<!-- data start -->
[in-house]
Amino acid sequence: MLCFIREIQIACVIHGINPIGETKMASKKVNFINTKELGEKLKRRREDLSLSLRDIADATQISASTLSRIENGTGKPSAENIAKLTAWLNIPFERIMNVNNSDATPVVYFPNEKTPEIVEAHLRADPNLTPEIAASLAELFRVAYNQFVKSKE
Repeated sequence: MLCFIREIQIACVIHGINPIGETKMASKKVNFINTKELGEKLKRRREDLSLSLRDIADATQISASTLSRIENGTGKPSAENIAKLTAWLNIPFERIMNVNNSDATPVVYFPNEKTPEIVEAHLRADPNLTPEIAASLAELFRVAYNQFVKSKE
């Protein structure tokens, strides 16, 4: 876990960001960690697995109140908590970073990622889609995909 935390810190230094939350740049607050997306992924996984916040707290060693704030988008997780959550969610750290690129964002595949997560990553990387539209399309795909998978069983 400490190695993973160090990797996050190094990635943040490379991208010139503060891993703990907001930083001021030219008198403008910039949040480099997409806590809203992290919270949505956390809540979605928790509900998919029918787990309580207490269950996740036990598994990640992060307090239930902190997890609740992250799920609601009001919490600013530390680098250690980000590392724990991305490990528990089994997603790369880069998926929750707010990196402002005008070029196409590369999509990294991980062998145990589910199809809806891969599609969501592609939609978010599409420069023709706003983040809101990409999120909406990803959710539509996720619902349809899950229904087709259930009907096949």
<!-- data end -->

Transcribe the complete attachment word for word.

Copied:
[in-house]
Amino acid sequence: MLCFIREIQIACVIHGINPIGETKMASKKVNFINTKELGEKLKRRREDLSLSLRDIADATQISASTLSRIENGTGKPSAENIAKLTAWLNIPFERIMNVNNSDATPVVYFPNEKTPEIVEAHLRADPNLTPEIAASLAELFRVAYNQFVKSKE
Repeated sequence: MLCFIREIQIACVIHGINPIGETKMASKKVNFINTKELGEKLKRRREDLSLSLRDIADATQISASTLSRIENGTGKPSAENIAKLTAWLNIPFERIMNVNNSDATPVVYFPNEKTPEIVEAHLRADPNLTPEIAASLAELFRVAYNQFVKSKE
């Protein structure tokens, strides 16, 4: 876990960001960690697995109140908590970073990622889609995909 935390810190230094939350740049607050997306992924996984916040707290060693704030988008997780959550969610750290690129964002595949997560990553990387539209399309795909998978069983 400490190695993973160090990797996050190094990635943040490379991208010139503060891993703990907001930083001021030219008198403008910039949040480099997409806590809203992290919270949505956390809540979605928790509900998919029918787990309580207490269950996740036990598994990640992060307090239930902190997890609740992250799920609601009001919490600013530390680098250690980000590392724990991305490990528990089994997603790369880069998926929750707010990196402002005008070029196409590369999509990294991980062998145990589910199809809806891969599609969501592609939609978010599409420069023709706003983040809101990409999120909406990803959710539509996720619902349809899950229904087709259930009907096949």